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Vesla M. Weaver The ‘‘Hidden’’ Side of Race in Politics Vesla M. Weaver Springer Science+Business Media, LLC 2010 Abstract Despite the significant role that skin color plays

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  • ORI GIN AL PA PER

    The Electoral Consequences of Skin Color: The ‘‘Hidden’’ Side of Race in Politics

    Vesla M. Weaver

    � Springer Science+Business Media, LLC 2010

    Abstract Despite the significant role that skin color plays in material well-being and social perceptions, scholars know little if anything about whether skin color and

    afrocentric features influence political cognition and behavior and specifically, if

    intraracial variation in addition to categorical difference affects the choices of

    voters. Do more phenotypically black minorities suffer an electoral penalty as they

    do in most aspects of life? This study investigates the impact of color and pheno-

    typically black facial features on candidate evaluation, using a nationally repre-

    sentative survey experiment of over 2000 whites. Subjects were randomly assigned

    to campaign literature of two opposing candidates, in which the race, skin color and

    features, and issue stance of candidates was varied. I find that afrocentric phenotype

    is an important, albeit hidden, form of bias in racial attitudes and that the importance

    of race on candidate evaluation depends largely on skin color and afrocentric fea-

    tures. However, like other racial cues, color and black phenotype don’t influence

    voters’ evaluations uniformly but vary in magnitude and direction across the gender

    and partisan makeup of the electorate in theoretically explicable ways. Ultimately, I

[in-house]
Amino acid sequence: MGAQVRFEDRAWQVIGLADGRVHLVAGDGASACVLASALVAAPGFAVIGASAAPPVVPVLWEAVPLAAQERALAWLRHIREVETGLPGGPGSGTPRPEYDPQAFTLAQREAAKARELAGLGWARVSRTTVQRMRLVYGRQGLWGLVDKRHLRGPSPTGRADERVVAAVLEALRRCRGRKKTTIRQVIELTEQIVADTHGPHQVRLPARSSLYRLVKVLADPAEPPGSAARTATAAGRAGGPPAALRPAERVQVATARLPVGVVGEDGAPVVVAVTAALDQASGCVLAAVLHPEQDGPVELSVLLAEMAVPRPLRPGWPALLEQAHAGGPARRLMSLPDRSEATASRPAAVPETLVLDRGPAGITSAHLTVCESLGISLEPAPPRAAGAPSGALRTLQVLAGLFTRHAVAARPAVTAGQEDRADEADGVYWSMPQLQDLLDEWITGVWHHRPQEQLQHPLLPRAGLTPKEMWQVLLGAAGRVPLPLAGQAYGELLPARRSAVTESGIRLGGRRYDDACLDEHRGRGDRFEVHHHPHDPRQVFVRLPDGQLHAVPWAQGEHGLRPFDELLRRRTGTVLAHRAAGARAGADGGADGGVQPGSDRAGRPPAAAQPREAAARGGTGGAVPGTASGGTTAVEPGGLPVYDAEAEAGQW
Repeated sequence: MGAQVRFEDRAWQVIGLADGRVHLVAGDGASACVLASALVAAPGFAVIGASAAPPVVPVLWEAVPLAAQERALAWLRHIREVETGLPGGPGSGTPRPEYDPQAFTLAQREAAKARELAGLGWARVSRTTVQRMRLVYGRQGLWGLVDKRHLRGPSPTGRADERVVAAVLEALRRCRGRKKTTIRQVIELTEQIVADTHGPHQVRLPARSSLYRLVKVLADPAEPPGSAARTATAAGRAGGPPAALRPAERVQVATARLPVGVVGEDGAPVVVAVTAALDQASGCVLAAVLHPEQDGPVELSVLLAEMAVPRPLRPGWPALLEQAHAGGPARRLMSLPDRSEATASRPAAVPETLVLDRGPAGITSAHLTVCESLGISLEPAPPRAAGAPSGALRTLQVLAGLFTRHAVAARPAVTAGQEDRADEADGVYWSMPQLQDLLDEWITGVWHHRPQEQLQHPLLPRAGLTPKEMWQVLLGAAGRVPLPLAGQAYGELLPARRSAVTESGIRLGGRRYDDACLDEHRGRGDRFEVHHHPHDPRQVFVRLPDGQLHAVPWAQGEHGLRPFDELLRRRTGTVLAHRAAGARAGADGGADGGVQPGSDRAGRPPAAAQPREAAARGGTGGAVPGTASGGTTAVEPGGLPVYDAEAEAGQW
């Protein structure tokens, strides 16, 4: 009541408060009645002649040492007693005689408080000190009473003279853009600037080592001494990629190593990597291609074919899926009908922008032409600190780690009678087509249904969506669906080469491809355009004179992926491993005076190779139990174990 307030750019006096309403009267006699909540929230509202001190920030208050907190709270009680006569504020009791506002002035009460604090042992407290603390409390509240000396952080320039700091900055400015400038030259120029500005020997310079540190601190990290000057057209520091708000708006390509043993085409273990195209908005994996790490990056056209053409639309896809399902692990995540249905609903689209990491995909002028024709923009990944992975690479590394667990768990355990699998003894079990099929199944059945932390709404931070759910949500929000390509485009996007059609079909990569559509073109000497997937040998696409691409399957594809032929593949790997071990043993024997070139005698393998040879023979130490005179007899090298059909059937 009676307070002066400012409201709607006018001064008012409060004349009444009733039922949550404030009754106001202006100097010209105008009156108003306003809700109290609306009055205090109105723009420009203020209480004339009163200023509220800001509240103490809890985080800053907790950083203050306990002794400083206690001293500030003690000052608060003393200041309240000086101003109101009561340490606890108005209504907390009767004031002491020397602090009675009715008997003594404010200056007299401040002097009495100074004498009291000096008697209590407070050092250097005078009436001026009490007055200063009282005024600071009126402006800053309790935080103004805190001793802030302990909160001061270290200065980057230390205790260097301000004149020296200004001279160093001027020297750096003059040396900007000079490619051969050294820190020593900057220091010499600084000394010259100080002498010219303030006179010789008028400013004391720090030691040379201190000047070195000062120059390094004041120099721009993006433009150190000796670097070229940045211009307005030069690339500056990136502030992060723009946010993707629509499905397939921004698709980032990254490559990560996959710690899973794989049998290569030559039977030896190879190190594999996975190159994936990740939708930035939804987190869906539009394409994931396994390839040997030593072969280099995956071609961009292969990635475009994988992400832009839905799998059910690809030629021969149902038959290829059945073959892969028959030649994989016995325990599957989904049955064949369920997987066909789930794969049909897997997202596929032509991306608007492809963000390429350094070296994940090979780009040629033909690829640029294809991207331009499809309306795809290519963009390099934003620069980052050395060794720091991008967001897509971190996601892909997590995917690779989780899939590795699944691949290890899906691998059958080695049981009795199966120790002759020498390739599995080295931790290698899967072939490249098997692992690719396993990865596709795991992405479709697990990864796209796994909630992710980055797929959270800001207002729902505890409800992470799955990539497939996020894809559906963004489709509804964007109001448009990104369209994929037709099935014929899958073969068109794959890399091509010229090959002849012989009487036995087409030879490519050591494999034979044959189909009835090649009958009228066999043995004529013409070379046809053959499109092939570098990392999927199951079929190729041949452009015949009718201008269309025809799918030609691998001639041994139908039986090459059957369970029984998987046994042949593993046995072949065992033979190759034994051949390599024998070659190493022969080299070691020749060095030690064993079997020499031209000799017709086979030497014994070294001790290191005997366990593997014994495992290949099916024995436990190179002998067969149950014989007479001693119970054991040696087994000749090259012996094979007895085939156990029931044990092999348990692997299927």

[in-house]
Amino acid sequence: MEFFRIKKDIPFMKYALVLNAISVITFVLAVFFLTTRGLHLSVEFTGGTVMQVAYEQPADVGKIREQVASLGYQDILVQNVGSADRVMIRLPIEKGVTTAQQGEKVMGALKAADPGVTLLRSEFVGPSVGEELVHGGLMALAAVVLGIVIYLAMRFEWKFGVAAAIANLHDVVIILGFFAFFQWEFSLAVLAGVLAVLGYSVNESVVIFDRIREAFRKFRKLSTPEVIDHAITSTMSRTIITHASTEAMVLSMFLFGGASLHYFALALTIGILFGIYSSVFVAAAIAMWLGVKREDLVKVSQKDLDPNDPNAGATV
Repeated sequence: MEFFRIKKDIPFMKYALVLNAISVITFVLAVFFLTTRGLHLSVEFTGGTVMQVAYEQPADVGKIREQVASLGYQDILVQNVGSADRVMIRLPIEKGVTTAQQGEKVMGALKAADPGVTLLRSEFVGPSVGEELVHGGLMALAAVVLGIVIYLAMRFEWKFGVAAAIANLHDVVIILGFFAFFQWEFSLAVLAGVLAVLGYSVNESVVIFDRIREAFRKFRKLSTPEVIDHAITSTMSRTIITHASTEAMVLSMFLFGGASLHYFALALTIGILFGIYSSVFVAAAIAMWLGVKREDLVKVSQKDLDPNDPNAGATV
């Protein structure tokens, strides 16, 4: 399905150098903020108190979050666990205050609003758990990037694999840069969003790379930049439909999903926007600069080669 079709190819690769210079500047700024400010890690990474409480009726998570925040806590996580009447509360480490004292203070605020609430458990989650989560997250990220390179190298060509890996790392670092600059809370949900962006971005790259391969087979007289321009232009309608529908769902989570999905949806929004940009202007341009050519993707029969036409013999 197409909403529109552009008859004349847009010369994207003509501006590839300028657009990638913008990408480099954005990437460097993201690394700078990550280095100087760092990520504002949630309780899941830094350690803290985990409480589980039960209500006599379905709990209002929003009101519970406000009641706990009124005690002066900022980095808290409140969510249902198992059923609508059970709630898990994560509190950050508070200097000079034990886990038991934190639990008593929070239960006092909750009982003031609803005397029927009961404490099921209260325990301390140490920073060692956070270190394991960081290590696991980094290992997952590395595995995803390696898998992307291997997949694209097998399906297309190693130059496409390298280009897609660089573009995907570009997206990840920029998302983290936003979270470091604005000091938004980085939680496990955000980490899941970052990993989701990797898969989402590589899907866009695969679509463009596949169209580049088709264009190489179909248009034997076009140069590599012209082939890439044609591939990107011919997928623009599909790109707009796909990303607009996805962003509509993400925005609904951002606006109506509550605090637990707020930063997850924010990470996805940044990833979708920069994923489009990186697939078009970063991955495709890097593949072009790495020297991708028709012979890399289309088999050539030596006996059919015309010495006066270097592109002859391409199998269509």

argue, scholars of race politics, implicit racial bias, and minority candidates are

    missing an important aspect of racial bias.

    Keywords Race � Electoral politics � Candidate evaluation � Skin color � Bias � Black candidates

    Electronic supplementary material The online version of this article (doi:10.1007/s11109-010-9152-7) contains supplementary material, which is available to authorized users.

    V. M. Weaver (&) Woodrow Wilson Department of Politics, University of Virginia,

    P.O. Box 400787, Charlottesville, VA 22904, USA

    e-mail: [email protected]

    123

    Polit Behav

    DOI 10.1007/s11109-010-9152-7

    http://dx.doi.org/10.1007/s11109-010-9152-7

  • Amid the usual campaign rancor and negative attack advertisements that char-

    acterize competitive elections, voters were confronted by a new, more subtle appeal

    in 2008. In the hotly contested race for the 3rd congressional seat in Minnesota

    between Democrat Ashwin Madia and Republican Eric Paulson, the latter candidate

    aired a campaign commercial late in the campaign asking voters to ‘‘meet the real

    Ashwin Madia.’’ In the brief thirty-second advertisement, viewers see a candidate

    meant to appear more menacing through distorted still shots that exaggerated

    Madia’s skin color. Madia, the son of Indian immigrants who served as a Marine in

    the Iraq War, was made to look several shades darker in the attack ad than he

    actually appeared in the original images.1 After the commercial aired, the once very

    popular Madia saw his support in the polls begin to slip, ultimately losing the bid for

    the open seat. Similarly, just a few months prior during the primary season, Hillary

    Clinton’s campaign allegedly altered the footage of her opponent in a campaign

    advertisement so that Barack Obama would appear significantly darker-skinned than

    he actually had appeared in the original footage of the event; the change was

    significant enough to gain the attention of several media observers, who likened the

    advertisements to the darkening of O.J. Simpson on the cover of Time magazine in 1994.2 While quickly dismissed as speculative, new research (using image data

    analysis reduction techniques) documents that John McCain’s campaign altered or

    selected darker images of Obama in negative campaign advertisements and

    especially in stereotype-consistent ads related to crime and that these darkened ads

    increased in prevalence closer to the election (Messing et al. 2009).

    The attempts by campaigns to manipulate the physical characteristics of their

    opponents, darkening their appearance to make them seem more ominous could be

    seen as an otherwise normal feature of negative campaigning, employed irrespective

    of the racial background of the opponent, were it not for the volume of evidence in

    psychological studies that reveal a powerful influence of a stereotypically black

    phenotype on cognitive evaluation, the long history of intraracial colorism in the

    United States, and the compounded disadvantage associated with being a darker-